April is my favorite sports month of the year. This evening begins one of the primary reasons for this month’s greatness. Yes, it’s time for the National Hockey League’s Stanley Cup Playoffs.
As an avowed puckhead, I eagerly await this time of year. For the next two months, 16 teams will take to the ice in four rounds of playoffs, hoping to bring home the coolest trophy in sport: the Stanley Cup. Even if you’re not a big hockey fan – and many of my best friends are not, sadly – I bet that once you give it a chance that you will find yourself watching intently to see who scores that game-winning goal. Back when I was in college, I can recall many a night when my non-hockey fan friends and I stayed up to watch Cup playoff games that went deep into overtime. We all were glued to the screen, eagerly awaiting that one shot that got past the goalie to give a team a momentum-changing win or would clinch a series, allowing a team to march on to the next round. Give it a chance, folks. Trust me. It’s probably the most passionate, intense and exciting playoffs of any in the four major North American sports leagues. Not saying the NBA Playoffs, which begin next week, aren’t intense or worth watching. I just find the NHL Playoffs more exciting and a better show.
Alas, this year’s NHL tournament does not feature my favorite team, the New York Rangers. The Blueshirts were eliminated from playoff contention on the very last day of the regular season with a 2-1 loss to the Philadelphia Flyers. The result also lifted the Flyers, a long-time rival of the Rangers, into the chase for Lord Stanley’s silver chalice. Missing the playoffs by a single point in the standings. That is just painful. So instead of seeing my favorite goalie Henrik Lundqvist trying to carry his teammates far into the playoffs, I’m resigned to just watch the action as simply a hockey fan. It stinks, but it’s not so bad. The Rangers, honestly, have a lot to work on and probably wouldn't have lasted long as an 8-seed in the Eastern Conference.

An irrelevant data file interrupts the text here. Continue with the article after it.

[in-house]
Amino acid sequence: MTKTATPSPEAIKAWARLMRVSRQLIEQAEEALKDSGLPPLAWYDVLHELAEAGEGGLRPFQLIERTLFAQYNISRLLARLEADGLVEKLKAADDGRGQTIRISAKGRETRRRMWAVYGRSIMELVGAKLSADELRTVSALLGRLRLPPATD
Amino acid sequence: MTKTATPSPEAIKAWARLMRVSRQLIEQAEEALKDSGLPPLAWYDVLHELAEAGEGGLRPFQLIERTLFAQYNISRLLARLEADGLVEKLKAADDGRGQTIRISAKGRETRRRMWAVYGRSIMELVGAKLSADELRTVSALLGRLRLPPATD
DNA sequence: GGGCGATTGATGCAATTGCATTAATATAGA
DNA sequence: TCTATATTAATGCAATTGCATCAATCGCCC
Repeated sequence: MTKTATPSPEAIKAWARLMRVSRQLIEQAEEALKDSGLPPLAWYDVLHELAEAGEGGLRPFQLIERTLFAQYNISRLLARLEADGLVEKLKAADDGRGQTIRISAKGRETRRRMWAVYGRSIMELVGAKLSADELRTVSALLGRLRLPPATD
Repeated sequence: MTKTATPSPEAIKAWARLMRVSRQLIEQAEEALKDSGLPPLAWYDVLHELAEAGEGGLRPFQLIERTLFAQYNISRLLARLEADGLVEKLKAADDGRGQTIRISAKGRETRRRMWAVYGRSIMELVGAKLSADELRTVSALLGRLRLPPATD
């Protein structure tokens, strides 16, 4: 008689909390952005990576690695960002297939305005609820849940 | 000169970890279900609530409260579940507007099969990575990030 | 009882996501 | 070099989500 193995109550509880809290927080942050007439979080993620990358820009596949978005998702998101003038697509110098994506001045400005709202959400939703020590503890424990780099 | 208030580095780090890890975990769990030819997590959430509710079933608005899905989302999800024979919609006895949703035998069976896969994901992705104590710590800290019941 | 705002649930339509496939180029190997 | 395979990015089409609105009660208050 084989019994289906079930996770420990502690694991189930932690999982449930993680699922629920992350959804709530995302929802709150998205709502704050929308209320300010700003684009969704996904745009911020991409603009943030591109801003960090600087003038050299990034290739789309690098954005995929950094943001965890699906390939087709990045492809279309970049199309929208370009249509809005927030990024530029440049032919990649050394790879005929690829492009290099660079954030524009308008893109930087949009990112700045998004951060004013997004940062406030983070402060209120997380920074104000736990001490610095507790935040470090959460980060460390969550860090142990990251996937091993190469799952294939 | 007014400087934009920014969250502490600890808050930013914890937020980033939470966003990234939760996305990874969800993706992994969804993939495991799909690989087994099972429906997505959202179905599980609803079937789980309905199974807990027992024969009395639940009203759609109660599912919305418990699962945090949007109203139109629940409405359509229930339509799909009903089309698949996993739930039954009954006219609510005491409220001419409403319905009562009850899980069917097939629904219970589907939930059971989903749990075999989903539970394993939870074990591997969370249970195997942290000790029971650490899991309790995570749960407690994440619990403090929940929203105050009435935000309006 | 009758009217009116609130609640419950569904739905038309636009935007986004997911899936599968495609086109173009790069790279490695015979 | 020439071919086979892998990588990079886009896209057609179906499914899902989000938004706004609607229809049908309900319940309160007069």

This year’s playoffs should be very interesting. The top teams in both conferences look great, but the teams that didn’t win their divisions will be formidable. The Washington Capitals, led by superstar Alexander Ovechkin, won the Presidents Trophy for the league’s best regular season record. They figure to be on a mission after losing in the second round of last year’s playoffs. The team that ousted them, the Pittsburgh Penguins, are back as well, seeking to win the Stanley Cup for a second year. While superstar Sidney Crosby, a legend in his native Canada before his 23rd birthday, is hungry for another championship, he will be tested with a cast that’s probably not as good as the one he played with last year. The Detroit Red Wings, America’s most successful NHL franchise, has rebounded from its pre-Olympic woes and looks ready to do damage in the Western Conference. Their rivals, the Chicago Blackhawks, are enjoying great success on the ice with young stars like Patrick Kane and Jonathan Toews. They’re also continuing Chicago’s hockey renaissance. After years of being awful, the Blackhawks, an Original Six team, are good again and worthy of the Second City’s love and affection. They’re also odds-on favorites to take home the Cup, according to many hockey experts. (Including ESPN’s Barry Melrose.)
Speaking of the Cup, I’ve had the great pleasure of seeing it up close during a visit to Toronto three years ago. It looks just as beautiful in person as it does on television. Ask my brother just how giddy I became upon sight of the Cup, which is housed in the Hockey Hall of Fame in downtown Toronto. Talk about a kid in a candy store. Even my brother, who is not a big sports fan, appreciated the greatness of the Cup.
So many things make the Stanley Cup so cool. For one, there’s only one Cup. Other sports leagues give out a different trophy at the end of their playoffs. Not the NHL. There is just one silver chalice and the championship team gets to hold the trophy until the start of the new season. Another cool feature is that the trophy has the name of every NHL champion engraved into its panels. And in most cases, the names of the players on the winning team are also included. A lot more lasting that a T-shirt, I’d say.
But the best thing about the Stanley Cup is that every member of the winning team gets to spend a day with it to do whatever he chooses – within reason, of course. A player can bring it to his hometown and show it off in a parade, much like Crosby did last year when he took the trophy back to his hometown Cole Harbour, Nova Scotia. Others have taken the Cup on fishing trips. Some have eaten cereal out of its bowl. And if you believe the story, members of the 1994 champion New York Rangers brought the Cup to a strip club in Manhattan. Cruise the Internet if you’re curious and I’m sure you’ll find plenty of funny stories about players’ celebratory adventures with the Cup.
Now that I’ve told you that, let’s drop the puck. The Stanley Cup Playoffs are here and I’m ready to enjoy it.